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March, 2015


Be Still

Last week Mary Jordan’s post on the Linkage Leadership Blog showed up in my Inbox.  She is a Principle Consultant and Co-Leader of the Change and Transition Leadership Practice at Linkage, an international consulting practice focusing on developing organizations. We have all heard this admonition to “be still” at various times in our lives.  Usually, at […]

Leadership Lessons from Secretary Clinton’s Email Decisions

I suspect that we all have heard enough about Secretary Clinton’s decisions, first to use a non-government email server for both her government-related email as well as her personal email, and subsequently about the processes followed to preserve or delete emails.  And, that you like me want to be done with it.  Even with that as […]

As a Leader, Time for MY Work Has to Come First

I thought this would get easier as time went on, but had been feeling the opposite.  When I got back from Session 1, I was jazzed.  Before my flight back to CT, I wrote my boss a genuine note of thanks for the opportunity to participate in the MOR program and told her about the […]

Putting it into Practice

As I reflected on what has transpired over the past several weeks, I wanted to revisit the essay that I had prepared in hopes of being selected for this wonderful leadership opportunity.  Here is my original objective from that essay: “My ultimate objective is to improve the impact of my team on the customers they […]

Stepping Up to Peer Pressure

We’ve all been in situations where we’ve succumbed to peer pressure.  We often argue to ourselves that it’s too hard to step up with a different point of view – we won’t be liked, we’ll do harm to our relationships, and after all it’s not that big of a deal.  However, in many cases, it […]

Additional Thoughts on Networking

Last week I was attracted to a short piece [1] on networking by Marc Thompson.  Thompson is an author, leadership coach, and investor.  The article’s title, “Why Jeff Bezos, Tony Hsieh and Al Gore Told Me to Stop Networking,” was what caught my eye.  Thompson notes at the beginning of the piece that the typical advice […]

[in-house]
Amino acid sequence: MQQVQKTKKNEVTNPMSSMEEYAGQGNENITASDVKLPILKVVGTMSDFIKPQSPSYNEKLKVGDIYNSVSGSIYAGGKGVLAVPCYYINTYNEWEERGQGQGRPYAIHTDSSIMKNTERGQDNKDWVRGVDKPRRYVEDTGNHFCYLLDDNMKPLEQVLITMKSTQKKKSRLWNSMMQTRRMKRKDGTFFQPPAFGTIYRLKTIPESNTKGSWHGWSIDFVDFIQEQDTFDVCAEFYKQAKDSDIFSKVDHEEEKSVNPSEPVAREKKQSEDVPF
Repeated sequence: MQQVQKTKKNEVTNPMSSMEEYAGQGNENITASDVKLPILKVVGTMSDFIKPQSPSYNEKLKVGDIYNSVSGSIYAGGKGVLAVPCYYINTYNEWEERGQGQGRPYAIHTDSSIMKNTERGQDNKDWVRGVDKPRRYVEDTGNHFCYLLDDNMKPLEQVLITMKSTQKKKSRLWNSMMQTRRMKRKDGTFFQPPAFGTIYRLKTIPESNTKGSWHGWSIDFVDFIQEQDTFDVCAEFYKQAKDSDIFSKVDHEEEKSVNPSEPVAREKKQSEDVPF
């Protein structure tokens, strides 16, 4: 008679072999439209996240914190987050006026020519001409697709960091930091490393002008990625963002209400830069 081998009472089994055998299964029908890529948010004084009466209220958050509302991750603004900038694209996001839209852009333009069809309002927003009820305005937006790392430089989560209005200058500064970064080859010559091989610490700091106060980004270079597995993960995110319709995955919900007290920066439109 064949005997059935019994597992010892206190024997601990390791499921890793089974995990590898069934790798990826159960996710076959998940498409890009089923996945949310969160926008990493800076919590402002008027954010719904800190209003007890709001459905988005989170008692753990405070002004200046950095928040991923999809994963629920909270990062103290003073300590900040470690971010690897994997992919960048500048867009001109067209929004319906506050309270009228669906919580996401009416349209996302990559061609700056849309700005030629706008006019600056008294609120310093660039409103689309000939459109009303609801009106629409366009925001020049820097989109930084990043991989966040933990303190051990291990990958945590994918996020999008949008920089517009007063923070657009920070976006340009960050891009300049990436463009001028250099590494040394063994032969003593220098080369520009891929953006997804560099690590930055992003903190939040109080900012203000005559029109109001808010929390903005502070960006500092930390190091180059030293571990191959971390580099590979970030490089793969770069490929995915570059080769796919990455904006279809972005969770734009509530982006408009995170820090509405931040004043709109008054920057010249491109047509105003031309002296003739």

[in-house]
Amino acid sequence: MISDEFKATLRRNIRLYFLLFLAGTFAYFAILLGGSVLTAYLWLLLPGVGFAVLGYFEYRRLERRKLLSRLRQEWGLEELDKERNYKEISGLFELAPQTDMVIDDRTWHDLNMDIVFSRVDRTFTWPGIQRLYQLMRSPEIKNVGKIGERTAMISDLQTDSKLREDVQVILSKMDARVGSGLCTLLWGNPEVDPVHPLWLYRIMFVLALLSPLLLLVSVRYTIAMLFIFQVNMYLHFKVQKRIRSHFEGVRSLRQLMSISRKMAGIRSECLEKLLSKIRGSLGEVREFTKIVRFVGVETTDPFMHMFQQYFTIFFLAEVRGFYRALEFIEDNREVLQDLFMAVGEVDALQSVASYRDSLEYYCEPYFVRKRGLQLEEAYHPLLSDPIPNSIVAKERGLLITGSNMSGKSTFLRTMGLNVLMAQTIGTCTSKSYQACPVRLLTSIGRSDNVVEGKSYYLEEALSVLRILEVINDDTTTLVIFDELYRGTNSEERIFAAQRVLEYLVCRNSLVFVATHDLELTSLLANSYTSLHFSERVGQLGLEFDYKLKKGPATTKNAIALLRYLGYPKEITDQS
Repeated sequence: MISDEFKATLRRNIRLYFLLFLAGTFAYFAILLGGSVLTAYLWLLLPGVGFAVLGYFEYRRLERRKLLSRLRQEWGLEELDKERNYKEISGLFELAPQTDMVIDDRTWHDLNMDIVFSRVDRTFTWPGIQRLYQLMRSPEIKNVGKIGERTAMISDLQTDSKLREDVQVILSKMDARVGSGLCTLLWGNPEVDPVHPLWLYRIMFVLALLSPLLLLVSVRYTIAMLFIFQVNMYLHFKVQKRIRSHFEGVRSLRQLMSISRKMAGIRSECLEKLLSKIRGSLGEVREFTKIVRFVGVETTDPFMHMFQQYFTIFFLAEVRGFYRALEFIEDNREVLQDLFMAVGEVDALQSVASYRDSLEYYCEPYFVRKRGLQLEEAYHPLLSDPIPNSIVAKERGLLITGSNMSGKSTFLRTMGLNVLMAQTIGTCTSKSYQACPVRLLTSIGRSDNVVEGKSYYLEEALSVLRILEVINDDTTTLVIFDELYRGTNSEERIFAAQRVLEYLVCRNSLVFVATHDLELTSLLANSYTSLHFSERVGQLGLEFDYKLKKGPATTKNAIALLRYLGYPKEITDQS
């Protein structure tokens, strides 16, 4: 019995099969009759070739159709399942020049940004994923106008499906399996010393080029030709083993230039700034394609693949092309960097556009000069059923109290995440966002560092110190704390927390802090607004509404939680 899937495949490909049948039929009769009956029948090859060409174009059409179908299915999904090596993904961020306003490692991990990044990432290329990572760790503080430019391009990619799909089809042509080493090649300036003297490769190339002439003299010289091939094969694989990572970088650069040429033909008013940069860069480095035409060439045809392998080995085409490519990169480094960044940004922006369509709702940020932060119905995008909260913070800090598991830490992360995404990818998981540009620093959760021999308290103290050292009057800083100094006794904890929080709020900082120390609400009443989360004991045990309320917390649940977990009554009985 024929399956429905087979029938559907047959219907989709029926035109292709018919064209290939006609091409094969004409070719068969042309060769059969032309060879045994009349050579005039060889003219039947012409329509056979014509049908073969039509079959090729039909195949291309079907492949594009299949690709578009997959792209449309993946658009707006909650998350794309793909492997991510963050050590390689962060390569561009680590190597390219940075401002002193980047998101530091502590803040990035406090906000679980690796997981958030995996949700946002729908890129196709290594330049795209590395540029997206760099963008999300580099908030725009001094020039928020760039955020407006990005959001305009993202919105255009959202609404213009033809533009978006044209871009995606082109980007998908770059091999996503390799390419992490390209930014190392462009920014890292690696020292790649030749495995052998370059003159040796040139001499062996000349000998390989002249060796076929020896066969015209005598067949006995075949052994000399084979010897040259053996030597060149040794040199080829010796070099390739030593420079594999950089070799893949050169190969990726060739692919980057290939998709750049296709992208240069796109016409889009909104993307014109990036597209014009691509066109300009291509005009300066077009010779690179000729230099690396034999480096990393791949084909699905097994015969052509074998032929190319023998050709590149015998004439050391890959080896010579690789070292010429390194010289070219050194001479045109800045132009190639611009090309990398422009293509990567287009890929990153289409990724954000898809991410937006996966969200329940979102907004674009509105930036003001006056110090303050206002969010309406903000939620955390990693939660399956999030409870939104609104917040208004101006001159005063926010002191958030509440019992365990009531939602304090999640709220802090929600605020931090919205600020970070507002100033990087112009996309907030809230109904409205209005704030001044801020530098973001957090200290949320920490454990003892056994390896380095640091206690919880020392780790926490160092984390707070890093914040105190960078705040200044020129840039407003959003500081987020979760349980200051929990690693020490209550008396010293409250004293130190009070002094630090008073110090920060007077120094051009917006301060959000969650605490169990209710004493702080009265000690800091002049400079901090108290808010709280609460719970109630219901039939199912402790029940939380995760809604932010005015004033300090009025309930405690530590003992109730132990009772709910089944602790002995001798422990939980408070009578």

The Value of an Outside Perspective

One of the things that I have been working on since our session in February is using the three lenses – strategic, political, and cultural – to get a multidimensional perspective on changes and projects which I am leading at the School of Music, Theater, and Dance (SMTD).  As I think about perspective in this […]

The Challenge in Changing Behaviors

I have read the pages in our binders on Neuroscience and Leadership many times in the last few months.  It comforts me to know why it’s so difficult to change my old habits.  On some level I realize that making changes to behaviors will cause a certain amount of pain or unpleasant feeling.  My instinct […]

How Shall I Listen

“Humble listening” is among the top four characteristics of leaders.     – Jeff Immelt, Chairman and CEO, GE “If there is any one secret of success, it lies in the ability to get the other person’s point of view and see things from that person’s angle as well as from your own.”     – Henry Ford “To be able […]

Employee Morale

For the past three weeks, the Tuesday Readings have focused on one or another facet of employee engagement.  Today, we shift the focus a bit and turn our attention to “Employee Morale.”  Our author is Vi Bergquist, CIO at St Cloud Technical & community college.  Vi’s essay was a recent weekly reflection in one of […]